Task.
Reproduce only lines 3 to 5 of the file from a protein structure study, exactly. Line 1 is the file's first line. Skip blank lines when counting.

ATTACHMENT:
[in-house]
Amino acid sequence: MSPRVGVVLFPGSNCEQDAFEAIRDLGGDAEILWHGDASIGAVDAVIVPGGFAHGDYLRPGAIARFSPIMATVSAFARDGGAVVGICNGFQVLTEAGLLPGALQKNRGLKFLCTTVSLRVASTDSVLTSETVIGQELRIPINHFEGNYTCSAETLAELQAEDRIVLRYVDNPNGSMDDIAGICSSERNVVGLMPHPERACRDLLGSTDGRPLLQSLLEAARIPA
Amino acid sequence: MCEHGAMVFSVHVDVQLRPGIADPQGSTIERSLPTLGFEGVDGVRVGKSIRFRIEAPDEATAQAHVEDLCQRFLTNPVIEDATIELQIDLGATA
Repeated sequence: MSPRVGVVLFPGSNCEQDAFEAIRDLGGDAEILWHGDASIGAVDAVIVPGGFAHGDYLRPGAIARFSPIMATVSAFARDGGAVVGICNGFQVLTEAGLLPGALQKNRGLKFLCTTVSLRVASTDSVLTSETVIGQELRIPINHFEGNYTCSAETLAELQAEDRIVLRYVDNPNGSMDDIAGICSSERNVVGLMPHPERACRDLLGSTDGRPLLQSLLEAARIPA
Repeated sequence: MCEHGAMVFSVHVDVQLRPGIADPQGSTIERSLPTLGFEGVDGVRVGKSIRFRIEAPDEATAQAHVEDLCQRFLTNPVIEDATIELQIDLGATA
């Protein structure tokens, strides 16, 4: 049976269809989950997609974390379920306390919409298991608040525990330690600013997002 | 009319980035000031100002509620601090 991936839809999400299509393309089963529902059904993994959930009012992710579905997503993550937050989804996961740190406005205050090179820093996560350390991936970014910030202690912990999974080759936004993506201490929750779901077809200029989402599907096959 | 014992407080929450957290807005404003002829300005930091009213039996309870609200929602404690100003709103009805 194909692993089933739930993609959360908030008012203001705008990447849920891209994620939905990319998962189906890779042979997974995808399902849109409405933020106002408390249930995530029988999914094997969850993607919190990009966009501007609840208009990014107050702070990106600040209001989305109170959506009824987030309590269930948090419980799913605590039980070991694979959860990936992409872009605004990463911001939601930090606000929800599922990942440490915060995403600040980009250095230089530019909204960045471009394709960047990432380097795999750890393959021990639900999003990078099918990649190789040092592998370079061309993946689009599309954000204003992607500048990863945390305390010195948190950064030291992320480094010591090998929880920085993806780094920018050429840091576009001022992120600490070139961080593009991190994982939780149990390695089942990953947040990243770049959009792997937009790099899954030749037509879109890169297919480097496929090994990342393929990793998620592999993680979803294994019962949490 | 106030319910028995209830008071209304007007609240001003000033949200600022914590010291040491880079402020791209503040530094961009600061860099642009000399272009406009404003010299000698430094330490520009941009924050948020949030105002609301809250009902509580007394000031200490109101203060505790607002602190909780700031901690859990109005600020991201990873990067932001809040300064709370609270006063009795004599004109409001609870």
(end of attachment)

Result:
Amino acid sequence: MCEHGAMVFSVHVDVQLRPGIADPQGSTIERSLPTLGFEGVDGVRVGKSIRFRIEAPDEATAQAHVEDLCQRFLTNPVIEDATIELQIDLGATA
Repeated sequence: MSPRVGVVLFPGSNCEQDAFEAIRDLGGDAEILWHGDASIGAVDAVIVPGGFAHGDYLRPGAIARFSPIMATVSAFARDGGAVVGICNGFQVLTEAGLLPGALQKNRGLKFLCTTVSLRVASTDSVLTSETVIGQELRIPINHFEGNYTCSAETLAELQAEDRIVLRYVDNPNGSMDDIAGICSSERNVVGLMPHPERACRDLLGSTDGRPLLQSLLEAARIPA
Repeated sequence: MCEHGAMVFSVHVDVQLRPGIADPQGSTIERSLPTLGFEGVDGVRVGKSIRFRIEAPDEATAQAHVEDLCQRFLTNPVIEDATIELQIDLGATA